Students also expressed great enthusiasm for Arnold’s field-study land and water conservation seminars, in which he organizes many extensive field trips that take students to the sites of real-world environmental issues, where they discuss them with the participants. One student wrote, “It is one thing to learn about the conservation efforts taking place at the Green River dam in the classroom; it is quite another thing to learn about them at the riverside from the people on the ground. The courses were extraordinary and Professor Arnold really highlighted the intersection of the law and extra-legal disciplines as a vehicle for collaborative problem solving.”
Arnold is not only a distinguished teacher and mentor but also an internationally renowned multidisciplinary scholar. He received the University’s top award for outstanding research and scholarship in the social sciences in 2011, and his publications have been cited by scholars, policy-makers, and professionals over 1700 times. Arnold’s students articulated the tremendous value of being taught by a prominent expert. His obvious enthusiasm for his subject matter has created a positive and effective learning environment, as well as research innovations that are influencing our ideas and institutions.
University Trustee Bruce Henderson stated that Arnold’s “approach to scholarship, teaching and practice is cutting-edge, dynamic, multi-dimensional, and practical.” Arnold states that he hopes to make a positive difference in the world, not only through his own research and public service but also through the impact that he has on the education and lives of his students.
Arnold received his Bachelor of Arts with Highest Distinction from the University of Kansas in 1987, and his Doctor of Jurisprudence with Distinction from Stanford University in 1990. After five years in law practice, he returned to Stanford Law School as a Teaching Fellow in 1995-96. He has taught at several universities and joined the University of Louisville in 2005.
On April 18, the Brandeis Medal was presented to retired U.S. Supreme Court Justice John Paul Stevens during a ceremony and lecture at the Seelbach Hilton Hotel.
Stevens was nominated as an associate justice of the Supreme Court by President Gerald Ford in 1975. At the time of his retirement in 2010, Stevens was the oldest member of the court and the third longest-serving justice in the court’s history.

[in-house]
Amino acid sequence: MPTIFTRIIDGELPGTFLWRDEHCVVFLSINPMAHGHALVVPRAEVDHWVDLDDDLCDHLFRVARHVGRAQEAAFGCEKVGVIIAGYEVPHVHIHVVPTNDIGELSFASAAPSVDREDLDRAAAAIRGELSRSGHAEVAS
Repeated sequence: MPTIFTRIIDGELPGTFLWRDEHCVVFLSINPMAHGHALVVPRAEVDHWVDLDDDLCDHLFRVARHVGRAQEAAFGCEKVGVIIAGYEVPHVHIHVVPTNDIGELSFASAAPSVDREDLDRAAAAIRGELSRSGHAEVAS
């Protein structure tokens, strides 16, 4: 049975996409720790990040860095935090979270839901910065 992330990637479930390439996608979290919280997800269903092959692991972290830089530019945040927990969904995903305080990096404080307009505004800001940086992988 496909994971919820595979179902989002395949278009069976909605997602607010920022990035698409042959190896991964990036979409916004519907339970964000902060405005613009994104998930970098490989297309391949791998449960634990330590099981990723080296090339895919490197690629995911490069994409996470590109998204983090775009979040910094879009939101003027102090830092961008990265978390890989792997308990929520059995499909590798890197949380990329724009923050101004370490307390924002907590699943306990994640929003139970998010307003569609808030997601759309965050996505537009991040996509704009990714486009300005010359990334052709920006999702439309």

Justice Stevens and Justice Brandeis had similar ideals, said interim law school dean Susan Duncan.
“Their legacies are similar. Both are considered champions for the protection of civil liberties and promoters of policies that uplift the disadvantaged,” she said.
The Brandeis Medal honors people who practice the ideals of personal freedom, concern for the disadvantaged and public service. Past honorees include Harry Blackmun, Sandra Day O’Connor, Ruth Bader Ginsburg, Stephen Breyer, Janet Reno, Morris Dees, Robert Morganthau, John Lewis and Archibald Cox. The law school gives the award in tribute to Brandeis, a former U.S. Supreme Court justice from Louisville and the school’s namesake.
- Louisville Law Flickr
- University of Louisville Flickr
- "Law School honors retired Justice John Paul Stevens with Brandeis Medal" (video)
West has recently unveiled the new 5th edition of its Federal Practice Digest. The Digest is a key number ordered list of cases reported in the Supreme Court Reporter, the Federal Reporter, the Federal Supplement, Federal Rules Decisions, the Bankruptcy Reporter, the Federal Claims Reporter, the Military Justice Reporter and the Veterans Appeals Reporter.
The 4th edition of the Digest covered cases up to 2003, with later cases being listed in pocket parts. The 5th edition will list all cases that have been published since 2003, thereby completely replacing the 4th edition's pocket parts.
This new edition is such a large undertaking that it will take West five years to release it all. So far, the library has only received the first 24 volumes (the 4th edition consists of well over 100 volumes). This means that until all volumes are published, researchers will have to consult volumes from either the 4th or 5th editions, depending on the key number they are looking up.
For more tips like these, visit the Law Library News for Faculty Archives.